In a general flight cancellation, travellers have two basic contractual rights on any airline: a seat on your original airline’s next available flight or a refund of your ticket. Though your odds are really low, you can face some real hassles should your flight gets cancelled. This is what you must know incase things go awry.
As a universal policy, regardless of the cause for the airline to cancel your flight, you have a right to a full refund of your ticket. Refunds are done in the same manner as the ticket purchase: in cash or credit to a credit card.
Next available seat
Most airline policies are built on the assumption that you want to get to your final destination as quickly as possible. Therefore, almost all airline contracts promise to get you a seat on the airline’s next available flight to the destination at no extra cost.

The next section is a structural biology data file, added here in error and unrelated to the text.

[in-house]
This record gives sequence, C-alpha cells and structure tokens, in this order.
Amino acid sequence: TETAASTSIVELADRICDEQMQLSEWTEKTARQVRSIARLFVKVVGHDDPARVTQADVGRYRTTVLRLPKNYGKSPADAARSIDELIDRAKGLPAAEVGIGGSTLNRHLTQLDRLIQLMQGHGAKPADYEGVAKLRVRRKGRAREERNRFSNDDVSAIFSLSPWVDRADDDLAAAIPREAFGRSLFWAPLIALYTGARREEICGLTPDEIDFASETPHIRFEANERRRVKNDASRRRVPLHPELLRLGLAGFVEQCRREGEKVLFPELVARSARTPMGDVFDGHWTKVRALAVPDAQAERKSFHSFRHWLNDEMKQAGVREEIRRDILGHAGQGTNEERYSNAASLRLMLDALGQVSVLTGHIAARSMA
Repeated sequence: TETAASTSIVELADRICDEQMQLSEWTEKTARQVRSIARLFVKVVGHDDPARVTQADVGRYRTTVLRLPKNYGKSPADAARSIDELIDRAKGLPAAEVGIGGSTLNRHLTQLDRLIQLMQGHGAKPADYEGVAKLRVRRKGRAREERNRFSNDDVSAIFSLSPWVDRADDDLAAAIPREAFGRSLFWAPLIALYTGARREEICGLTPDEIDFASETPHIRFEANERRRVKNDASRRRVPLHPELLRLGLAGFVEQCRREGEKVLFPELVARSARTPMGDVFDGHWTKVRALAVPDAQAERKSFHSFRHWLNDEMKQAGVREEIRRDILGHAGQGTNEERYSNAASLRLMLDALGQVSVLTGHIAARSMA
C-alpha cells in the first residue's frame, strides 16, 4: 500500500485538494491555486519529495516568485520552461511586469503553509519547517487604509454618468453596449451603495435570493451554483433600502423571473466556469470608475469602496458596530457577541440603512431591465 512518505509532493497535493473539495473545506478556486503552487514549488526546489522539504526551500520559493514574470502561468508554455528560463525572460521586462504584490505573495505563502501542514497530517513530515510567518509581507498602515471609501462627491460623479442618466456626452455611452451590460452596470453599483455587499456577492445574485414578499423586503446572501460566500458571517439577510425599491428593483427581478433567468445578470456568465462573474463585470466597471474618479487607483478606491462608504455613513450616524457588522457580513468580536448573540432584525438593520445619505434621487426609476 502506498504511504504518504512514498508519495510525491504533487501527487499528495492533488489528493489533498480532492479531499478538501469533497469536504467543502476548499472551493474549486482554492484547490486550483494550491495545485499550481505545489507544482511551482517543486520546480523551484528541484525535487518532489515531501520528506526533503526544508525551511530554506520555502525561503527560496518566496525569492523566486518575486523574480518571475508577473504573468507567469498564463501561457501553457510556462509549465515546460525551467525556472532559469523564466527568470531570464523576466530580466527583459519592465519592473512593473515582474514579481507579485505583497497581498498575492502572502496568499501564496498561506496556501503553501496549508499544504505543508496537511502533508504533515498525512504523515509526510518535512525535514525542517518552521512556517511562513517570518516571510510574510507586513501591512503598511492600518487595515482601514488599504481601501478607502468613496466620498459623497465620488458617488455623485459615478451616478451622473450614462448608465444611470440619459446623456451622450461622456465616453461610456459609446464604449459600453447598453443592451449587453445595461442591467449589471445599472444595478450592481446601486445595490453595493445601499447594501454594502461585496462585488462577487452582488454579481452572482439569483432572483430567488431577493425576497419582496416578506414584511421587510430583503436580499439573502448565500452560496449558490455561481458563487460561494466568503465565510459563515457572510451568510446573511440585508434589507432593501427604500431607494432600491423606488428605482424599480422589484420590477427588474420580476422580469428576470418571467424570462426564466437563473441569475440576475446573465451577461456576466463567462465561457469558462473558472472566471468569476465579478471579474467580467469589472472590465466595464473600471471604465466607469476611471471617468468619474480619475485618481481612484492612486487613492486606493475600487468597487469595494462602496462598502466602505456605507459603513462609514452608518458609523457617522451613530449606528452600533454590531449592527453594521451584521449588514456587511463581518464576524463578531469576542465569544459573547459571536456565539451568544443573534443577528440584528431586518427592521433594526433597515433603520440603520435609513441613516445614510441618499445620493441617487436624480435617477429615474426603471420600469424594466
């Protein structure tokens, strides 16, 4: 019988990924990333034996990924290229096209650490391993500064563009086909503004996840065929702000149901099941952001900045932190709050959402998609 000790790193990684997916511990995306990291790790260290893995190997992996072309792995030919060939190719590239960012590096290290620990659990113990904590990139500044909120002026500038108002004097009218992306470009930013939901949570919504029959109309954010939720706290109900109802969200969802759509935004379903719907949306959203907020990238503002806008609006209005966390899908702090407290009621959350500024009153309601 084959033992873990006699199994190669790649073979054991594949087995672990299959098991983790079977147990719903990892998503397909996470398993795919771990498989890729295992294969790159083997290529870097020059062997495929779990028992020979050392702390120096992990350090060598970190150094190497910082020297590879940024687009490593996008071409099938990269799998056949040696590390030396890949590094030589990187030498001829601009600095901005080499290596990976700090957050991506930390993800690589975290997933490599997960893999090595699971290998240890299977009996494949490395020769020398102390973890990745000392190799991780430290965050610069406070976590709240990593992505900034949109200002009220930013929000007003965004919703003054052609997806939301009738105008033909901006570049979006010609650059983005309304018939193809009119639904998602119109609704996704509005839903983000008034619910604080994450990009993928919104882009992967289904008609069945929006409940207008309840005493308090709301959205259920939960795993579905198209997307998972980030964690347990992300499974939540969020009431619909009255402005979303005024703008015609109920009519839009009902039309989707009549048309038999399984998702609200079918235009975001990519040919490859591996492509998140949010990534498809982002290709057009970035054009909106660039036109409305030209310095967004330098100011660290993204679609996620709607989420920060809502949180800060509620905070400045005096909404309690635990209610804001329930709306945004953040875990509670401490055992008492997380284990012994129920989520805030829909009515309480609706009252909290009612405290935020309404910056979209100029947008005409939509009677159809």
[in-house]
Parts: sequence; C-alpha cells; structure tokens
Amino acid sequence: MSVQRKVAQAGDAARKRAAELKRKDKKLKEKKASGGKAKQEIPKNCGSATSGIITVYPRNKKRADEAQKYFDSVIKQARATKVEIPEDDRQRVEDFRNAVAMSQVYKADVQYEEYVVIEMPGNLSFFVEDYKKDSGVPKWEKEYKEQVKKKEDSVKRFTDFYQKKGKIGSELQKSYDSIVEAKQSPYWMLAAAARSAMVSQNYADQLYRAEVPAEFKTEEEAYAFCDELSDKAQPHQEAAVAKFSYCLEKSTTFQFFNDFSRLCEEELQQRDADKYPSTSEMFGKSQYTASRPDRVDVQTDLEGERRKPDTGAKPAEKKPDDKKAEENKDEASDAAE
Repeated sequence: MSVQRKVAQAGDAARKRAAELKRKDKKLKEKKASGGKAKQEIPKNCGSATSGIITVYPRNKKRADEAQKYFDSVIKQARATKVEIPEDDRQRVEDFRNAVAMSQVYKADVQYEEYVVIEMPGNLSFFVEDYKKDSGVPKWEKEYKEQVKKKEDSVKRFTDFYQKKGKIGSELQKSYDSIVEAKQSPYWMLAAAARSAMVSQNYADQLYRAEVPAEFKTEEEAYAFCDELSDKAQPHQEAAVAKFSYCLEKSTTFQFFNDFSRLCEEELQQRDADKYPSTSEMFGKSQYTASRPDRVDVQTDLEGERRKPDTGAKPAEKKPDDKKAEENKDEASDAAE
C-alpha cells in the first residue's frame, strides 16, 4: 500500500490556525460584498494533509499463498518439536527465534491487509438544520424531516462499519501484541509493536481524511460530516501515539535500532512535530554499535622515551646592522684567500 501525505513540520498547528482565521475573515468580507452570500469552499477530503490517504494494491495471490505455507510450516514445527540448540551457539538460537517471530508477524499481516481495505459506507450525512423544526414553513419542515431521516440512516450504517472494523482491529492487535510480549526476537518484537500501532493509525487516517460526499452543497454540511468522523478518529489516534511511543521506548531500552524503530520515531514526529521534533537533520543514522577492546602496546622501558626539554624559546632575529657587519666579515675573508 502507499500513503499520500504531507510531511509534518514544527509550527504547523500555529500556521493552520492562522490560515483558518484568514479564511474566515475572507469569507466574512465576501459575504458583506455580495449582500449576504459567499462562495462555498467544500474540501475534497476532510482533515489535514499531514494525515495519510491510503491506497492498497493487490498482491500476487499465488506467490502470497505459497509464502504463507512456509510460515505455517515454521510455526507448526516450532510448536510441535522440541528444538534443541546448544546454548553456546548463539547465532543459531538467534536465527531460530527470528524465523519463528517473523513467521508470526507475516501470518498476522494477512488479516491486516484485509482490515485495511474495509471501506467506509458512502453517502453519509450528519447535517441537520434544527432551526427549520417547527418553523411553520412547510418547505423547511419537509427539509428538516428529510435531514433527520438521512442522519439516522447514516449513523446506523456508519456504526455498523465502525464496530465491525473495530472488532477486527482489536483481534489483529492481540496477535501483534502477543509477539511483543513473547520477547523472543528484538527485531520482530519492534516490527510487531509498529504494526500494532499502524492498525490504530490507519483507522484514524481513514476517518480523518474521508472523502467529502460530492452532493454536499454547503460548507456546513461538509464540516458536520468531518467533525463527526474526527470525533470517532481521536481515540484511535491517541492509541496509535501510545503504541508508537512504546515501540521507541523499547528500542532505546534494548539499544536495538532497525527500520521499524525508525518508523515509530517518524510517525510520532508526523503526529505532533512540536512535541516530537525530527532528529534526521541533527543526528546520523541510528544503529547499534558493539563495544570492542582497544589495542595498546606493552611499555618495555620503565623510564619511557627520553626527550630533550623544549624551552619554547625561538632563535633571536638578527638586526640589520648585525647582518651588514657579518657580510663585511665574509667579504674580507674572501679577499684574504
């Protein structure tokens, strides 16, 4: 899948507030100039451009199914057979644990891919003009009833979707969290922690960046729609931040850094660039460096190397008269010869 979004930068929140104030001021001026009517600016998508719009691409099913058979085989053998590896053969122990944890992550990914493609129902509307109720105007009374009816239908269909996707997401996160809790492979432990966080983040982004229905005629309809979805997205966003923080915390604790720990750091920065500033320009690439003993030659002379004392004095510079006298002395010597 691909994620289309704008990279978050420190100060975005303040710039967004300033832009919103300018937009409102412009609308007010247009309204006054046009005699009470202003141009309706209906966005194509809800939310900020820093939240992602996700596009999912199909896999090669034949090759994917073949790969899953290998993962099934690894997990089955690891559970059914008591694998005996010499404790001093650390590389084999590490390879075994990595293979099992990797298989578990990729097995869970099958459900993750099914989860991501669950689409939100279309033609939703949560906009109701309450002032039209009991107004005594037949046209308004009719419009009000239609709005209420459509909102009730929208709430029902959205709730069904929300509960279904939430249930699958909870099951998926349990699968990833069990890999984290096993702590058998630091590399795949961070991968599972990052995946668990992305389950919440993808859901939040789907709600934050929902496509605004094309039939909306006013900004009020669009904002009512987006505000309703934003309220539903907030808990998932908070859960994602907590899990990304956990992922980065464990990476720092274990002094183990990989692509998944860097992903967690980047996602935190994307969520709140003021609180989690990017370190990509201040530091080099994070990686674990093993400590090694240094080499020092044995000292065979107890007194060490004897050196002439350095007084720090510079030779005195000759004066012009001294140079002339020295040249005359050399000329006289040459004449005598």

Generally, if an airline cancels your flight because of some event outside the airlines’ control (such as turbulent weather conditions), your only rights are either a refund or the next available flight to your destination. But when the cancellation is due to a problem within an airline’s control (such as plane change or crew shortage) most lines typically offer: meal vouchers for delays of four hours or more and hotel accommodation for extended delays of eight hours or more within the period of 10:00 pm to 6:00 am.
Look for alternatives
When an airline cancels a flight well before the scheduled departure time, it either notifies you by e-mail or a text or automatically rebooks you for another flight. If the airline’s solution is reasonable, take it; arranging for something else last minute is a major hassle. If not, suggest an alternative. And if you used a travel agent for the tickets, contact the agency and have them arrange a substitute.
Keep your cool
Know that things are not always under control. The staff assisting you at a busy airport didn’t cause the cancellation and can’t offer seats that aren’t available. Be patient with them and give them some time to work it out for you.